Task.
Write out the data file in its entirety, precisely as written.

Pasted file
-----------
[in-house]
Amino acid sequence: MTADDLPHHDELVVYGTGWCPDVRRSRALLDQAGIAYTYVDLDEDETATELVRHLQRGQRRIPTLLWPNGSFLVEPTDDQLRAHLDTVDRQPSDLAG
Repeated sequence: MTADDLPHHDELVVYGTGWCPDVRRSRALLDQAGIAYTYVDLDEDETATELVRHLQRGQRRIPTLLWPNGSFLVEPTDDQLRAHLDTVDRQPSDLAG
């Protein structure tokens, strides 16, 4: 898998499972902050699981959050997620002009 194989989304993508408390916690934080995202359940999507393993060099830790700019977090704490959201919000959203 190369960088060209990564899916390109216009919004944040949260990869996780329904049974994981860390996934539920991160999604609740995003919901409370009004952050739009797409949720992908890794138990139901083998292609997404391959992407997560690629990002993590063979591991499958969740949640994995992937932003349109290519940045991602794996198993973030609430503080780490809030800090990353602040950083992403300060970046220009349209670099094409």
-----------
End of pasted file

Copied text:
[in-house]
Amino acid sequence: MTADDLPHHDELVVYGTGWCPDVRRSRALLDQAGIAYTYVDLDEDETATELVRHLQRGQRRIPTLLWPNGSFLVEPTDDQLRAHLDTVDRQPSDLAG
Repeated sequence: MTADDLPHHDELVVYGTGWCPDVRRSRALLDQAGIAYTYVDLDEDETATELVRHLQRGQRRIPTLLWPNGSFLVEPTDDQLRAHLDTVDRQPSDLAG
């Protein structure tokens, strides 16, 4: 898998499972902050699981959050997620002009 194989989304993508408390916690934080995202359940999507393993060099830790700019977090704490959201919000959203 190369960088060209990564899916390109216009919004944040949260990869996780329904049974994981860390996934539920991160999604609740995003919901409370009004952050739009797409949720992908890794138990139901083998292609997404391959992407997560690629990002993590063979591991499958969740949640994995992937932003349109290519940045991602794996198993973030609430503080780490809030800090990353602040950083992403300060970046220009349209670099094409």